Improbable as it might seem, perhaps the most important fact for a voter or politician to know is: No one can make a pencil. That truth is the essence of a novella that is, remarkably, both didactic and romantic. Even more remarkable, its author is an economist. If you read Russell Roberts's The Price of Everything: A Parable of Possibility and Prosperity you will see the world afresh. . . .
— George Will
Choice
This book is the third foray into the world of economic fiction for Roberts. In terms of prose and content, it is also his best effort. . . . In this new book, set on and around the Stanford University campus, Roberts bundles several clever insights about everyday economics with the overriding theme of prosperity and economic growth, and pulls it all off with warmth and plenty of heart.
— A.R. Sanderson
Marginal Revolution
[T]he best attempt to teach economics through fiction that the world has seen to date.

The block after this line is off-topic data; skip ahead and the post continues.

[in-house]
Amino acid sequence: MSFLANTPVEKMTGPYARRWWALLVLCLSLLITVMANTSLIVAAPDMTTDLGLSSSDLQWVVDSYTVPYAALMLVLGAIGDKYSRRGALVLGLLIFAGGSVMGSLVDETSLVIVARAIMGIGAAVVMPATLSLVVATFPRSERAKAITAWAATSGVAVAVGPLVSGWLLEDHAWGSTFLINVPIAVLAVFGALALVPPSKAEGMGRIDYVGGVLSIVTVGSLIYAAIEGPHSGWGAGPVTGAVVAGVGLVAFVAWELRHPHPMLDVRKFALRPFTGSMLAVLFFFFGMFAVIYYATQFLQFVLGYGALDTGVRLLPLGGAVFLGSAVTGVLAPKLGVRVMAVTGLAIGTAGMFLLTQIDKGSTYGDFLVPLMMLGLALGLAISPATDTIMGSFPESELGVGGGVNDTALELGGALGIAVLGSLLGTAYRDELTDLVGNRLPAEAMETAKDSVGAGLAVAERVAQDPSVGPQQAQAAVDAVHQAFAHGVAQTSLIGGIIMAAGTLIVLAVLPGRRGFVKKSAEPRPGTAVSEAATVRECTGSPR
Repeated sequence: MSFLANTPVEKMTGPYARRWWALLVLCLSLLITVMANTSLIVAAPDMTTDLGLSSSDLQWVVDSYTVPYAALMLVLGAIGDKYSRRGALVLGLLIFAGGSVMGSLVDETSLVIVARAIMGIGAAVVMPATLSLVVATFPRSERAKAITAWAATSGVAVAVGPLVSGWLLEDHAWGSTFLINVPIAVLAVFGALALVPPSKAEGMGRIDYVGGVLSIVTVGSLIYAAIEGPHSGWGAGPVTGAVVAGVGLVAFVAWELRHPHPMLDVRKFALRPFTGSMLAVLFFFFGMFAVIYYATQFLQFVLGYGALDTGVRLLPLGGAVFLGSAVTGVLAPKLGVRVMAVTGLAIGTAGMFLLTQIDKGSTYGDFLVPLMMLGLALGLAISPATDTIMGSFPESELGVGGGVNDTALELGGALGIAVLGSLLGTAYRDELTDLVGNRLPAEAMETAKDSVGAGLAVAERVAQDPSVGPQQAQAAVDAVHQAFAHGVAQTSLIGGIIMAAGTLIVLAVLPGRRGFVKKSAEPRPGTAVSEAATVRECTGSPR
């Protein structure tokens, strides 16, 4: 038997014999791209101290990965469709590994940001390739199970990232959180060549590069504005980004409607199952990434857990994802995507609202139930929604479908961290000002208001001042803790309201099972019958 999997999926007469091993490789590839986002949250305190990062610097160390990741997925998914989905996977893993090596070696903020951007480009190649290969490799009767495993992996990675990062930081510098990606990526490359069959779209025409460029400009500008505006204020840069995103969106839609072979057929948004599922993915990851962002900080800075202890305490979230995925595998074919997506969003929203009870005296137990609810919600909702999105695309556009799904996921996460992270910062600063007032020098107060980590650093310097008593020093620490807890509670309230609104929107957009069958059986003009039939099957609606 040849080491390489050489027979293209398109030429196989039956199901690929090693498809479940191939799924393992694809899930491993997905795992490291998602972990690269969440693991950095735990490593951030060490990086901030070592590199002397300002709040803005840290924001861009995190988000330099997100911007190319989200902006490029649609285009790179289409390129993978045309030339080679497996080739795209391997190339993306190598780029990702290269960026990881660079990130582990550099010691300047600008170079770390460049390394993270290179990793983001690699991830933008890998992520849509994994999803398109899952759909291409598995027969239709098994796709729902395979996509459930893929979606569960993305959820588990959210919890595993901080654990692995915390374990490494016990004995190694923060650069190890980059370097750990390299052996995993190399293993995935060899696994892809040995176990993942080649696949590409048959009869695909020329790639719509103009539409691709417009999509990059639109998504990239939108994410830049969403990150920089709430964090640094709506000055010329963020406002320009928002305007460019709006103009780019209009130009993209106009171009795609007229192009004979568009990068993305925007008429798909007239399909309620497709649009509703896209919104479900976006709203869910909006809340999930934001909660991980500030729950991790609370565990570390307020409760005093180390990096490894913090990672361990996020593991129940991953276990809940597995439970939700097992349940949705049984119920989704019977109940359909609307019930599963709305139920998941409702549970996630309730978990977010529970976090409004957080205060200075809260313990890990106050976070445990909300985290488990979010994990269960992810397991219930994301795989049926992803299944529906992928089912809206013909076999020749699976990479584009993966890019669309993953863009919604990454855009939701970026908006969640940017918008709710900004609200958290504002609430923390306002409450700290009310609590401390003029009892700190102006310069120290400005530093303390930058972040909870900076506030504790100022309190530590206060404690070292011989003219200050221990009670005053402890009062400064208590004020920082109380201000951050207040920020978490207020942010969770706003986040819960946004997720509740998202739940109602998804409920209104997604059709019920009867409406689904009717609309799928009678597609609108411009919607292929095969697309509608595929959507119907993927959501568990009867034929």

— Tyler Cowen
EconLog
The Price of Everything [is] Russ Roberts' latest didactic novel. I cannot recommend it strongly enough. I thought his other fictional attempts to teach economics were decent, but in my opinion this one represents a real step up.
— Arnold Kling
Spectator
[The Price of Everything] is Roberts's third economics novel—the first two were Choice: A Fable of Free Trade and Protectionism and The Invisible Heart: An Economic Romance. They are great introductions to free-market economic theory, especially for those who are easily turned off by numbers and graphs. Wrapping a narrative around economic theories may seem like a peculiar approach to teaching, but didactic novels have a long and noble pedigree.
— Clint Witchalls
Atlanta Journal-Constitution
Don't be put off by the title, you just might not be able to put it down. Its brilliance is in its simplicity, and it's now the first economics book I recommend. Yes, Milton Friedman's Free to Choose and Friedrich Hayek's The Road to Serfdom are still the cornerstones, but easy to read? No.
— Thomas Oliver
Orange County Register